August 2013


The Rice of Life: Paddy cultivation forms the heart of Sri Lankan culture
August 2013




Across Asia, rice is the giver of life. Ever since a group of hungry hunter-gatherers discovered the first grains of paddy stuck on the coat of an animal scampering out of a flooded plain in ancient China, rice has been a sought after staple for survival. While this Chinese tale of origins may be the stuff of fantasy, paddy cultivation is an important reality of the world's agricultural traditions. There is evidence of domesticised wet-bed paddy cultivation in China dating back to 7000 BC.


Words Daleena Samara Photography Rasika Surasena


In lush tropical Sri Lanka, paddy cultivation took deep root, transforming into the lifeblood of the islanders and setting the pace for a national culture embellished with elaborate rituals centered around the preparation of the fields and the harvesting of the grain.


Sri Lanka's legendary harvests once brought it fame as the Granary of the East. Historical records tell us that paddy was cultivated in Anuradhapura in 161 BC and flourished there until 1017 AD. Today, it is cultivated across the Island. As society evolved, activities and people close to the heart of paddy cultivation rose to prominence. By keeping the Island fed, the goviyas or paddy farmers ascended the hierarchy of the Sinhalese cast system, raised by royal patronage because, after all, they satiated the people's hunger and so were deserving of respect.


Paddy cultivation was a communal collaboration involving both the land-owning farmers and the tenant farmers or ande goviyas, who worked individually and collectively, from the seeding to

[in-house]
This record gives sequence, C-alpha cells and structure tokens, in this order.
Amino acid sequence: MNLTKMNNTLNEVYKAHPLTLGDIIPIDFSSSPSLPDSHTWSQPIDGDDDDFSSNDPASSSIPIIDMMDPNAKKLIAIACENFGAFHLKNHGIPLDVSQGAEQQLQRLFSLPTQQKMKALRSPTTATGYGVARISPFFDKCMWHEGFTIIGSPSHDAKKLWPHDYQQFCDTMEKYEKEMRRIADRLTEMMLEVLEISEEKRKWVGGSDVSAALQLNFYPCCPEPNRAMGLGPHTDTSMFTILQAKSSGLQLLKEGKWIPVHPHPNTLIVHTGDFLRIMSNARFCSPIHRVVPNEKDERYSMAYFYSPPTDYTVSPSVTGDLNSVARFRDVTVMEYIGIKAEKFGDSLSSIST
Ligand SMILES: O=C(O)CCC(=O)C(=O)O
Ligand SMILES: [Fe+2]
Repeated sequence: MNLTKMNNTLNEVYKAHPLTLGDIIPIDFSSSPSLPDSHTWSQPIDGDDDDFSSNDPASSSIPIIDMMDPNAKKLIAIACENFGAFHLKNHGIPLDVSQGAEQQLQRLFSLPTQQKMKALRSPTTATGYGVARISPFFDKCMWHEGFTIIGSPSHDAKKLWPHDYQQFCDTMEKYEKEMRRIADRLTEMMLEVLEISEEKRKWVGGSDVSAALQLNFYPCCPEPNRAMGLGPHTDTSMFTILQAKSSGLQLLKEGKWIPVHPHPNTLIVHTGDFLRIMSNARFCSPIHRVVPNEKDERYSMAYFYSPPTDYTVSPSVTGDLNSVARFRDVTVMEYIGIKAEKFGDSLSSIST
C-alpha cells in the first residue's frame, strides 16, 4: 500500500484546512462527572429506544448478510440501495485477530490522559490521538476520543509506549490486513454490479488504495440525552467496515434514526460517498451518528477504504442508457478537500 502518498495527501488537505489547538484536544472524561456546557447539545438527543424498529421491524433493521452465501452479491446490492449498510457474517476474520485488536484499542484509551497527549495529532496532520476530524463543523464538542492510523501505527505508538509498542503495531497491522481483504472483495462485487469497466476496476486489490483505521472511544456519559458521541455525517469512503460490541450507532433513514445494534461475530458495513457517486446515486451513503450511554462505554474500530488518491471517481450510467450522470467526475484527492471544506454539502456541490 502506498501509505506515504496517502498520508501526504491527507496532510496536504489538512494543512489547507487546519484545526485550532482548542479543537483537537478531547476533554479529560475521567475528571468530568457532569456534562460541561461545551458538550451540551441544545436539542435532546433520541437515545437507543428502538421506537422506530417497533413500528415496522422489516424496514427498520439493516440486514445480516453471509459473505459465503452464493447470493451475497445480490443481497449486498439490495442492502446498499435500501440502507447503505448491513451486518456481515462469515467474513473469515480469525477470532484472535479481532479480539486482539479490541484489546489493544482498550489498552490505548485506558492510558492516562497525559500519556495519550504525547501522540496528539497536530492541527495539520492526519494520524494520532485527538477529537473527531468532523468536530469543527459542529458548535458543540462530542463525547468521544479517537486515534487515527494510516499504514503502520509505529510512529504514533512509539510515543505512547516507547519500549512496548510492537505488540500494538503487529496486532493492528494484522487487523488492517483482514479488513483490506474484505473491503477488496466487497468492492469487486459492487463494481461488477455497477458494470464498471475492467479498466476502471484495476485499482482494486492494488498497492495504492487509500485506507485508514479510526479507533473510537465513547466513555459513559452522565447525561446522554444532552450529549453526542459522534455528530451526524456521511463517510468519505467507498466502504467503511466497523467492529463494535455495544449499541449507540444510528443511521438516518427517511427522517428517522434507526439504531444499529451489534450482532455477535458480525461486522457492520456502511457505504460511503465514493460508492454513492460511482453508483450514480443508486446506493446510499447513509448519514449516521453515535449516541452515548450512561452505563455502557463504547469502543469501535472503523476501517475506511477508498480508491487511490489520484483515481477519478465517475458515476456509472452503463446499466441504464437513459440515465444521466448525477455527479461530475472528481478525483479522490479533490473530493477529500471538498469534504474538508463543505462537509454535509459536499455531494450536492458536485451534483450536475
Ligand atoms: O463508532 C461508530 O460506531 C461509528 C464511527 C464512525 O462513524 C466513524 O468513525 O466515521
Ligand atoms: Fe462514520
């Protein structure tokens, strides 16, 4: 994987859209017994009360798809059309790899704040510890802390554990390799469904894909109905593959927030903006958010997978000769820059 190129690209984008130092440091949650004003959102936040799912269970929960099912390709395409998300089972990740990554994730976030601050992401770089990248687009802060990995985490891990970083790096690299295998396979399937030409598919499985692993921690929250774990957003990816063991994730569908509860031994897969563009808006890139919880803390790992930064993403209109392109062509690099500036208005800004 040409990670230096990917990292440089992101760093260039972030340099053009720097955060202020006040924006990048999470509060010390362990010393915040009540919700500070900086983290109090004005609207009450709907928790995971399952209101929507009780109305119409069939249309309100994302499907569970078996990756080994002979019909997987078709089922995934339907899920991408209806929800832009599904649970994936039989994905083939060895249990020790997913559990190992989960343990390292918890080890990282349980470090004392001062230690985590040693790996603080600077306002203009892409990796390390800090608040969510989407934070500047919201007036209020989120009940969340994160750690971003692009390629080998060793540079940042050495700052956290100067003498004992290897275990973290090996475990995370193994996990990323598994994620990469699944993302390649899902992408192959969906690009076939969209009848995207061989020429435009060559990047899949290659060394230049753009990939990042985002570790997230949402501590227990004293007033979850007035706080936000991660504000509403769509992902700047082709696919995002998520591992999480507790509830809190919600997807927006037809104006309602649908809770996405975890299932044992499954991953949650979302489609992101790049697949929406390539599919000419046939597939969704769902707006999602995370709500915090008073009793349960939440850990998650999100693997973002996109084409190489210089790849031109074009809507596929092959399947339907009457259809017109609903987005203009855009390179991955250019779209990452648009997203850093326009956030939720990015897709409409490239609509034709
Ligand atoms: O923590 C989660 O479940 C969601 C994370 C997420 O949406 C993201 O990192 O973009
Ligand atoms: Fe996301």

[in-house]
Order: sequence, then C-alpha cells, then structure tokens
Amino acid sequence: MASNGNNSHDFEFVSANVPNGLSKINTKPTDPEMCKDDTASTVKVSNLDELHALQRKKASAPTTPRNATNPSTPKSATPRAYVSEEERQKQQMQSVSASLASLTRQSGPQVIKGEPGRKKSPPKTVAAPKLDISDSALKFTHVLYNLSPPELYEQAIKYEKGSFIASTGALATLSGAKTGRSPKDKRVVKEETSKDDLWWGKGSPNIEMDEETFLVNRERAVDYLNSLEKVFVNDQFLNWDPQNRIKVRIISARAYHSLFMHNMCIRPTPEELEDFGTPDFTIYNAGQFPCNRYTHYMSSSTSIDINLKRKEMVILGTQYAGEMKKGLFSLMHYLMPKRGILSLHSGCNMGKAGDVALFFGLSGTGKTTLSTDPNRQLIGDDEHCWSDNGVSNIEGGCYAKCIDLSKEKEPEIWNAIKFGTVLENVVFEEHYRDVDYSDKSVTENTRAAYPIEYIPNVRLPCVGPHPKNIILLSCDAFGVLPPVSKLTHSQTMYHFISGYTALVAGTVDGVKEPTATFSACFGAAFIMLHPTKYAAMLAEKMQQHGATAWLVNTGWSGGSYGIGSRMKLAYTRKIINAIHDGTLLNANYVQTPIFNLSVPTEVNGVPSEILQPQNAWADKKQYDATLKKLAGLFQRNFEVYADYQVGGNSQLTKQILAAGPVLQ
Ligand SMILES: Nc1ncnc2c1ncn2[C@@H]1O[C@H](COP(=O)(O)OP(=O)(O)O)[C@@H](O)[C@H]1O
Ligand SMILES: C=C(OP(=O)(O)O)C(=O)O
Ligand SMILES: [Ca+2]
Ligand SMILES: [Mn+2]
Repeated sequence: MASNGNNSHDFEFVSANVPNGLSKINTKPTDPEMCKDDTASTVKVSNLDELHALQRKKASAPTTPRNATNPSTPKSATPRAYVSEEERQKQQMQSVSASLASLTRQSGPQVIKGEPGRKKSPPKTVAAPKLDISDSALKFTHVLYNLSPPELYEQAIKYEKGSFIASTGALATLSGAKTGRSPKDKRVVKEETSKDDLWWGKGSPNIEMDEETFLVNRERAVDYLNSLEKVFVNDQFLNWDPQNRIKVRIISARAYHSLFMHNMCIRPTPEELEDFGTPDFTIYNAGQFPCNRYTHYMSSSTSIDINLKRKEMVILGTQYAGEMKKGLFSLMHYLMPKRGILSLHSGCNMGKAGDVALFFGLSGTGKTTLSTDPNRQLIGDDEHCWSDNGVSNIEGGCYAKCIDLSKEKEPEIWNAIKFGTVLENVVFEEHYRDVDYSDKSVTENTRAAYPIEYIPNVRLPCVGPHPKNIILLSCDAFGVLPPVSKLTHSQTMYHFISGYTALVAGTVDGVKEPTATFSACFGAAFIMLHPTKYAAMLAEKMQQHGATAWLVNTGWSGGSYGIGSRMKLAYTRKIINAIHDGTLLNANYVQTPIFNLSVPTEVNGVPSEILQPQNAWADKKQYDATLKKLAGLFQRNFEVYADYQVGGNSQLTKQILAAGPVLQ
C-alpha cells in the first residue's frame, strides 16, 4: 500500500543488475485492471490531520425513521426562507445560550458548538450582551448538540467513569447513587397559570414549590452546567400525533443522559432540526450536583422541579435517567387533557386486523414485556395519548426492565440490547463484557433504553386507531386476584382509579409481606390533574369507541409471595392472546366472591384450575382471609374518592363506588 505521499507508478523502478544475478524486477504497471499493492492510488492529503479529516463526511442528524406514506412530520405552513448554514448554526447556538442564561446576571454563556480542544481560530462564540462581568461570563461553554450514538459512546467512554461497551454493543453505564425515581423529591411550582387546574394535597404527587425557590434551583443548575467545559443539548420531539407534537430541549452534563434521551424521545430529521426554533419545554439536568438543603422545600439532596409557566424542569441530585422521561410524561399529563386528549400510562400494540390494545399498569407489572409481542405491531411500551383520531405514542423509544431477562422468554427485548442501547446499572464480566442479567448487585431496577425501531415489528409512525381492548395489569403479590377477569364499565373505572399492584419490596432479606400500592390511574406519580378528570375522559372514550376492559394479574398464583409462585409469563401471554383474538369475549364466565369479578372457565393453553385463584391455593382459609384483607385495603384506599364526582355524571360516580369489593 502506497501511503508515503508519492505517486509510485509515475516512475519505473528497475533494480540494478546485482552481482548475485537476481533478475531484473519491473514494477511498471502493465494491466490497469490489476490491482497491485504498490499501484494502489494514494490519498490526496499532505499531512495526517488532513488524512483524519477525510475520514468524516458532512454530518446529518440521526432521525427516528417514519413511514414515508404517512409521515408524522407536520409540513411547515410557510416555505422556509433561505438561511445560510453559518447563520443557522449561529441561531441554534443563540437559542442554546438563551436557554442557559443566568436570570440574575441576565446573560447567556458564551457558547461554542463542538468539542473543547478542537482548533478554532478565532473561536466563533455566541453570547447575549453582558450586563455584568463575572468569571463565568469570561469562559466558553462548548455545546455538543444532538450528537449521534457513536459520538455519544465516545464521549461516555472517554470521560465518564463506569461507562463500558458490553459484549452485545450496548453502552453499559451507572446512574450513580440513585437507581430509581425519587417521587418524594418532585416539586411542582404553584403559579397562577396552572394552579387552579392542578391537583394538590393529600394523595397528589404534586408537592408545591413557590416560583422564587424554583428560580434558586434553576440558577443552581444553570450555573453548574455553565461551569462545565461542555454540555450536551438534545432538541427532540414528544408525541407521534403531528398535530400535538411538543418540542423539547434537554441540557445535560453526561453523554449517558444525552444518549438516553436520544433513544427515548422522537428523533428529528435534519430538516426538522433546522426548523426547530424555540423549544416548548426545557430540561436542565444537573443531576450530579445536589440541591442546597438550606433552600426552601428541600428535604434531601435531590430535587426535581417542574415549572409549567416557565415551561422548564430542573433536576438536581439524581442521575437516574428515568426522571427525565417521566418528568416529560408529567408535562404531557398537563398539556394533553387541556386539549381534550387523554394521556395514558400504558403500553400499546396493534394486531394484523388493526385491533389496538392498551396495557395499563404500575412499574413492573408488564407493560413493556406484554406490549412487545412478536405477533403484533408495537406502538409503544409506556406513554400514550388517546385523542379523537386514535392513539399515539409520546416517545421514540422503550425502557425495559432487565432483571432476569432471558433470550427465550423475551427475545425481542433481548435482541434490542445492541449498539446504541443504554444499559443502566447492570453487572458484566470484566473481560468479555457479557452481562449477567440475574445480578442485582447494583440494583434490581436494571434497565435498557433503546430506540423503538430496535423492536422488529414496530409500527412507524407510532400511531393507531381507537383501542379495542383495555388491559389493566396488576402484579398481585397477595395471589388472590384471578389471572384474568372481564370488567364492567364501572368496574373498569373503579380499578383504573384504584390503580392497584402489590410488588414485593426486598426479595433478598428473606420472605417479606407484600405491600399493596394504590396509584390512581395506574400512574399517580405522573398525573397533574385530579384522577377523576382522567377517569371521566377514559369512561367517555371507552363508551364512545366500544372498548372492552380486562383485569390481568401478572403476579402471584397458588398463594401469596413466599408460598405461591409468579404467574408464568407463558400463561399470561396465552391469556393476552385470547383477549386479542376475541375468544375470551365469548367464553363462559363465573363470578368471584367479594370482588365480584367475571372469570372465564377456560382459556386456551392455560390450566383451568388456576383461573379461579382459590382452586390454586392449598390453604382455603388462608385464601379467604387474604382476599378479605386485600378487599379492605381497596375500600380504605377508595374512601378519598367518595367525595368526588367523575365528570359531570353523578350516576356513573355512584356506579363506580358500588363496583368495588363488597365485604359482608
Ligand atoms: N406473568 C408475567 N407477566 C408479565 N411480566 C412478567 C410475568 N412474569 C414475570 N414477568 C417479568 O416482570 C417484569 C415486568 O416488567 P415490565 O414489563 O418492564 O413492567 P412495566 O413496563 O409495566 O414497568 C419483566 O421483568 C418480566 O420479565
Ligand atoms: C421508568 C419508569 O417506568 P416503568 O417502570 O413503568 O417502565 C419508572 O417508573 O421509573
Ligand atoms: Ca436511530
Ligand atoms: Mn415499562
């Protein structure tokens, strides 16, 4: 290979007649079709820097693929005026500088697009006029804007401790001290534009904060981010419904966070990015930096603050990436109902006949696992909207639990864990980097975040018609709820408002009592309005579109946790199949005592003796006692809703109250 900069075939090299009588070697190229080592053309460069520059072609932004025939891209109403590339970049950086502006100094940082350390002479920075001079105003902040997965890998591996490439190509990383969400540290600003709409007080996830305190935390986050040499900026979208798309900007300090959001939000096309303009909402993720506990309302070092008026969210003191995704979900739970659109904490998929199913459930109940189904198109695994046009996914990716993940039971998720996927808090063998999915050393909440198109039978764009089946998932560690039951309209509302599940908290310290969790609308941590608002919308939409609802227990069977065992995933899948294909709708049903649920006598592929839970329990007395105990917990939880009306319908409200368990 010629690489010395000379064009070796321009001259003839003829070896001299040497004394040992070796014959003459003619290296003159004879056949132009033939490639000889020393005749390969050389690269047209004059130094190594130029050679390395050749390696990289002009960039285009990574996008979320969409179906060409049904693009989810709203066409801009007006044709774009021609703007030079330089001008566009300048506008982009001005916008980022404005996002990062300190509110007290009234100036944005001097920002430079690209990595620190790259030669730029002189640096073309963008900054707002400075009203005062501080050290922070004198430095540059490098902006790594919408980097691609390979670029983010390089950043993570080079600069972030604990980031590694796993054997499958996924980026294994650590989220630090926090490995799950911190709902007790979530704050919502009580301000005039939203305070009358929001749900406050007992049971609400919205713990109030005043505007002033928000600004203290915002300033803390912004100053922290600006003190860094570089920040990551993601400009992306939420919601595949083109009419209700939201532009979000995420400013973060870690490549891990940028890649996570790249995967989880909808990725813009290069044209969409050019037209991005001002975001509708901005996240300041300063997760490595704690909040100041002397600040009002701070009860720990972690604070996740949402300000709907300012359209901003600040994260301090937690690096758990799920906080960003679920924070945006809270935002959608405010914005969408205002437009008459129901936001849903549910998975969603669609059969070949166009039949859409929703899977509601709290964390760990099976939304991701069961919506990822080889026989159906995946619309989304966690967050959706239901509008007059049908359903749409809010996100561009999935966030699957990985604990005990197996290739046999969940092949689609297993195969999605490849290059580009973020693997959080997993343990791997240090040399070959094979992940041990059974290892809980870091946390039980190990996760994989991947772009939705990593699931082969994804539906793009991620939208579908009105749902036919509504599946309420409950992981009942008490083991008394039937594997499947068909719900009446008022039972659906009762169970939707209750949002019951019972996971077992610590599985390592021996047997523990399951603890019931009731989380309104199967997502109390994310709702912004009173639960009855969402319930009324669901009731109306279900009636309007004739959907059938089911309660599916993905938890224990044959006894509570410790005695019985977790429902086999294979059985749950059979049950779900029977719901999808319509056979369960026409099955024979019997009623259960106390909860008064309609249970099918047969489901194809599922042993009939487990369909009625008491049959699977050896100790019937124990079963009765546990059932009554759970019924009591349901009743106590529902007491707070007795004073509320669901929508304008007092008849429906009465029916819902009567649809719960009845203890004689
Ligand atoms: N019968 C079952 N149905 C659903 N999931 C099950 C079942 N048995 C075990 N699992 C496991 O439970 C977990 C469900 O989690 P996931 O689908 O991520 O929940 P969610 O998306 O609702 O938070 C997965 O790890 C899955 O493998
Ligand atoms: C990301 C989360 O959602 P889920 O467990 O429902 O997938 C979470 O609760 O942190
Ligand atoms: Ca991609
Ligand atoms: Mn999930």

the harvesting, under the guidance of wise and weather-beaten seniors. 
The cultivation cycle was a high point of their social life. Everyone pitched in. Historian, Dr Ananda Coomaraswamy writes in Medieval Sinhalese Art, "Great Chiefs were not ashamed to hold the plough in their hands. The majority of village folk were brought into close touch with the soil and with each other by working together in the fields; even the craftsmen... used to lay aside their tools to do a share of the field work when need was, as at sowing or harvest time..."


Divine intervention was sort to secure blessings for a bountiful harvest, and protection from the elements and from disease. At first, it was the gods of the folk religions of the land that the farmers turned to. After the arrival of Buddhism in Sri Lanka in 250 BCE, Buddhist rituals took prominence and these folk practices were incorporated under its umbrella. The rituals differed from place to place. In the low country, for example, a ceremony was held to secure the support of the Gara Yakka, 
a demon believed to cause trouble if he is not courted.


In Anuradhapura, a ceremony was held to thank the Aiyanayaka deiyo, a diety associated with the reservoir, marking the important connection between the agrarian people and their water. Ancient Sri Lanka had an impressive hydraulic ecosystem. Successive monarchs built elaborate water systems to irrigate the land, collect rainwater, and feed the paddy fields, dotting the landscape with man made reservoirs. The rhythm of the Island's paddy cultivation cycles harmonised with the monsoon rains: the northeast monsoon watered the Maha or major crop cycle, which commences with seeding in October-November for havesting in February and March; and the southwest monsoon watered the Yala or minor crop cycle planted over April and May for harvesting in August-September. Seventy percent of the Island's rice harvest comes from the former, and the rest from the latter.


The farmers practiced two main forms of cultivation: dry seed and wet-bed, the latter being the more prevalent. One method of dry seed cultivation is known as kekulama, when the land to be cultivated was claimed from the forest, and the other as vee hena if the land was under the shifting or hena cultivation method, where the first step is the earth being ploughed, left to settle for a few days, and then seeded with dry germinated seeds. Only certain sections of land were dry seeded, and the rest of the land was prepared for wetland cultivation, to be carried out when the tanks were brimming with water.